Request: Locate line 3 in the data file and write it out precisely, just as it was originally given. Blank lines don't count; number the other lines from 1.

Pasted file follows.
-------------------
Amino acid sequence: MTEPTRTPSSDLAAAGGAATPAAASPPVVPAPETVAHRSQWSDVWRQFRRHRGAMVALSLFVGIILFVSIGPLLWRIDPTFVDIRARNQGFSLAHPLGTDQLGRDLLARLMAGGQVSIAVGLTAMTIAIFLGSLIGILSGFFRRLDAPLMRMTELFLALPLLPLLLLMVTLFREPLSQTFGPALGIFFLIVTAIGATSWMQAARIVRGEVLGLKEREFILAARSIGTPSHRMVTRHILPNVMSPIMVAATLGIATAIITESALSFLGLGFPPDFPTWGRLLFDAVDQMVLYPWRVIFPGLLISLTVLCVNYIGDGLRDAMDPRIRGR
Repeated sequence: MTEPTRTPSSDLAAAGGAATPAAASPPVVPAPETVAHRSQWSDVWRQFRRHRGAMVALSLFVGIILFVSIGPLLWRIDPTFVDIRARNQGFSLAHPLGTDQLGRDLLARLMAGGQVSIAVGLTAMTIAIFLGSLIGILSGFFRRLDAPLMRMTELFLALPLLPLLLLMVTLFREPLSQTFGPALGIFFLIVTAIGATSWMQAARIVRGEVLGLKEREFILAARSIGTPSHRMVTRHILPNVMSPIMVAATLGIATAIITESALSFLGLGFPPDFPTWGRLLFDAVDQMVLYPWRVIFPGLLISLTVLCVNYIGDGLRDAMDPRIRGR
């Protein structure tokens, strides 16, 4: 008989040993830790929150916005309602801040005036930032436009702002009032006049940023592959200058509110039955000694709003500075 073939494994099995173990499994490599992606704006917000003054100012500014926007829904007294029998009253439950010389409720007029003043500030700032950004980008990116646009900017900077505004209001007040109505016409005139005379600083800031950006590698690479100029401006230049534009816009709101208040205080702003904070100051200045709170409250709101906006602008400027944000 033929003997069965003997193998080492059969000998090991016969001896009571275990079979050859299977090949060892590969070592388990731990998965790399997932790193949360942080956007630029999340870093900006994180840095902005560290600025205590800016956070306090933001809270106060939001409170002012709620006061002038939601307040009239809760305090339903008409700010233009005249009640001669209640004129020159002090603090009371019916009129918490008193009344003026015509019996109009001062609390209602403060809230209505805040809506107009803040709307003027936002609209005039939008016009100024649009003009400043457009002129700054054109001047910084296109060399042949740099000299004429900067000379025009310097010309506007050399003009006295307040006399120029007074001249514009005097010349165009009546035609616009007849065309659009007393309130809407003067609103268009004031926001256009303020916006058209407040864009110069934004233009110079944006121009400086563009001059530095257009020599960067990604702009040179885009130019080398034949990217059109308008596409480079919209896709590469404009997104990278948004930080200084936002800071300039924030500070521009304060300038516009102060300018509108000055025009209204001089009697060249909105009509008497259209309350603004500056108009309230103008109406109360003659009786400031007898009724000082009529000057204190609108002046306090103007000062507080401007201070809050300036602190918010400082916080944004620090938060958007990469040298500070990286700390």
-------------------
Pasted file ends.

């Protein structure tokens, strides 16, 4: 008989040993830790929150916005309602801040005036930032436009702002009032006049940023592959200058509110039955000694709003500075 073939494994099995173990499994490599992606704006917000003054100012500014926007829904007294029998009253439950010389409720007029003043500030700032950004980008990116646009900017900077505004209001007040109505016409005139005379600083800031950006590698690479100029401006230049534009816009709101208040205080702003904070100051200045709170409250709101906006602008400027944000 033929003997069965003997193998080492059969000998090991016969001896009571275990079979050859299977090949060892590969070592388990731990998965790399997932790193949360942080956007630029999340870093900006994180840095902005560290600025205590800016956070306090933001809270106060939001409170002012709620006061002038939601307040009239809760305090339903008409700010233009005249009640001669209640004129020159002090603090009371019916009129918490008193009344003026015509019996109009001062609390209602403060809230209505805040809506107009803040709307003027936002609209005039939008016009100024649009003009400043457009002129700054054109001047910084296109060399042949740099000299004429900067000379025009310097010309506007050399003009006295307040006399120029007074001249514009005097010349165009009546035609616009007849065309659009007393309130809407003067609103268009004031926001256009303020916006058209407040864009110069934004233009110079944006121009400086563009001059530095257009020599960067990604702009040179885009130019080398034949990217059109308008596409480079919209896709590469404009997104990278948004930080200084936002800071300039924030500070521009304060300038516009102060300018509108000055025009209204001089009697060249909105009509008497259209309350603004500056108009309230103008109406109360003659009786400031007898009724000082009529000057204190609108002046306090103007000062507080401007201070809050300036602190918010400082916080944004620090938060958007990469040298500070990286700390």